Pitchers and catchers for the St. Louis Cardinals reported to spring training in Jupiter, Fla., on Monday. The first workout took place Tuesday.
The first full squad workout is scheduled for Friday.
Like every other team in the Major League Baseball, the Cardinals have questions that need to be answered this spring.
Things haven’t started well for the home team with the loss of starting pitcher Chris Carpenter, who has apparent circulation problems that left his pitching hand in pain.
Carpenter, 37 years of age, held a press conference Monday in St. Louis at which time he refused to say that he was retiring.
While you can never count out a warrior like Carpenter, you have to think this might be the end of the road.
“Maybe I don’t ever want it to end,” Carpenter said in a story by the Associated Press. “I don’t think I’ll ever retire, to be honest with you. I’ll never say that word. There might always be hope. Maybe like when I’m 48 I can come back and pitch some more.”
I wouldn’t put that past him, but what are the Cardinals supposed to do for the next 11 years?
As spring training opens, the Cardinals have one ace, Adam Wainwright, and even his health has been somewhat dicey at times.
So who is the No. 2 pitcher on the staff?
Jaime Garcia has shoulder issues. Will he even be ready when the season begins?
While Jake Westbrook has been effective at times, will the 35-year-old be able to hold up during an entire season?
Wait until you see Lance Lynn. He dropped 40 pounds during the offseason. You’ll barely recognize him.
If Wainwright, Garcia, Westbrook and Lynn all are healthy, they are four of your five starting pitchers.
So who takes Carpenter’s spot in the rotation.
The good news is the Cardinals have a full arsenal of young, talented right-handed flame throwers.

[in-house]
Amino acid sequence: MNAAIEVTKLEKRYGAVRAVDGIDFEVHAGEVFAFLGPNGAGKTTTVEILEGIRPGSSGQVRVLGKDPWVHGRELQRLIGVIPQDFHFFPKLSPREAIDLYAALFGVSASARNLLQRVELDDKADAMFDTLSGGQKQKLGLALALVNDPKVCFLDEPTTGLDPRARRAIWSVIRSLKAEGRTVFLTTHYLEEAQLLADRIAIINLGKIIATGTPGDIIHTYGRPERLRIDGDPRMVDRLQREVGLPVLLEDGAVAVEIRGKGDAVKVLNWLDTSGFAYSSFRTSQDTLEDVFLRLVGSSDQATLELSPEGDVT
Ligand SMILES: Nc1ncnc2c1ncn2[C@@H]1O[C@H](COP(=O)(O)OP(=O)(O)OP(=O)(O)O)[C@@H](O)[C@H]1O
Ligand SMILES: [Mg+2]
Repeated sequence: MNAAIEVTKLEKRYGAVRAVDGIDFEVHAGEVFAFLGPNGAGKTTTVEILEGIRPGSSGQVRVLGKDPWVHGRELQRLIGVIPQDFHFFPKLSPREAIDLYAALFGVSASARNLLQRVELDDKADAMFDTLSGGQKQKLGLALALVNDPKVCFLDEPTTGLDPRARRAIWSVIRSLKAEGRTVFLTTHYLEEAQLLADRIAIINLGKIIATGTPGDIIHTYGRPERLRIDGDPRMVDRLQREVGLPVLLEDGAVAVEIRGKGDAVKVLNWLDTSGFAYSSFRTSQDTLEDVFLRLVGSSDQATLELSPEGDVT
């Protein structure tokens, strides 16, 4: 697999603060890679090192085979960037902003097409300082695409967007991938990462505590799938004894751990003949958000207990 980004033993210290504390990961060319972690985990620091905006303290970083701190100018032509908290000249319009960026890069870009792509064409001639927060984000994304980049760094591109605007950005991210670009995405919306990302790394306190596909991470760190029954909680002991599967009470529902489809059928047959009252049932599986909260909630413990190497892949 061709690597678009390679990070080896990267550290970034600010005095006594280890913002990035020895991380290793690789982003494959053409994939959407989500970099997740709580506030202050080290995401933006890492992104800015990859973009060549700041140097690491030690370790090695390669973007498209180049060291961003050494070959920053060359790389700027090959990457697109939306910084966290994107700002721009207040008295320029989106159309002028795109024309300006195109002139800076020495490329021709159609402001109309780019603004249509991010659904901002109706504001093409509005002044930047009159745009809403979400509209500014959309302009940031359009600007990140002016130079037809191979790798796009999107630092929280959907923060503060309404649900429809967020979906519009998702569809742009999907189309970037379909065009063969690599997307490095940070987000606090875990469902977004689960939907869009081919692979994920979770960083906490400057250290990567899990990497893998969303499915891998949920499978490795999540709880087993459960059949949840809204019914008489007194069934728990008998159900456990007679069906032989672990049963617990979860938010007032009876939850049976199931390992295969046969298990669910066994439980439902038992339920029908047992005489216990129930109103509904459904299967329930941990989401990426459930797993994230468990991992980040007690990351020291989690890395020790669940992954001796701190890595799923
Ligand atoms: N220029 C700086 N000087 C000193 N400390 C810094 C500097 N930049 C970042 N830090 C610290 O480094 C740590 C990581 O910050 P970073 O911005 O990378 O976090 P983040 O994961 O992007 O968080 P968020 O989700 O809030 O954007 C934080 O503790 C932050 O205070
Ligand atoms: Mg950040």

The top three candidates appear to be Joe Kelly, Shelby Miller and Trevor Rosenthal.
My pick, at least for now, is for Kelly to take the spot.
Kelly has a good amount of experience in the Cardinals rotation. He’s had some solid games. The moment won’t be too big for him.
Miller doesn’t have as much big league experience. Everyone wants to see him pitch, but it’s probably best for him, at least for now, to be a spot starter and work from the bullpen.
Rosenthal has electric stuff. He routinely hits triple digits on the radar gun. One day, he’s going to be a key pitcher in the Cardinals starting rotation.
This season, I would prefer to see Rosenthal in the bullpen. He was great in that role during last year’s postseason.
Just think of the Cardinals potential bullpen from the sixth inning on.
Manager Mike Matheny can go with Edward Mujica in the sixth inning, Rosenthal in the seventh, Mitchell Boggs in the eighth and Jason Motte in the ninth. And you still have Miller at your disposal.
For matchup situations, you can throw in southpaws Marc Rzepczynski, Randy Choate and maybe even Sam Freeman.
Game, set, match.
On paper, the Cardinals bullpen is the strength of the team.
For me, the biggest question as spring training begins is the starting rotation. Any injuries will force someone from the bullpen to the rotation.
Pitching is not the only question mark on this team.
Will Rafael Furcal be healthy enough to play shortstop? If not, I’m not sure Pete Kozma is an every day player.
And who in the world is going to play second base? Daniel Descalso? Matt Carpenter? Or maybe even Kolten Wong?
In the outfield, Carlos Beltran probably won’t be able to play a full season because injuries likely will arrive. Matt Holliday and Jon Jay need to stay healthy.
I’m anxious to see young gun Oscar Taveras, who many say is a future star.
There are plenty of questions concerning the Cardinals. Spring training will provide the answers.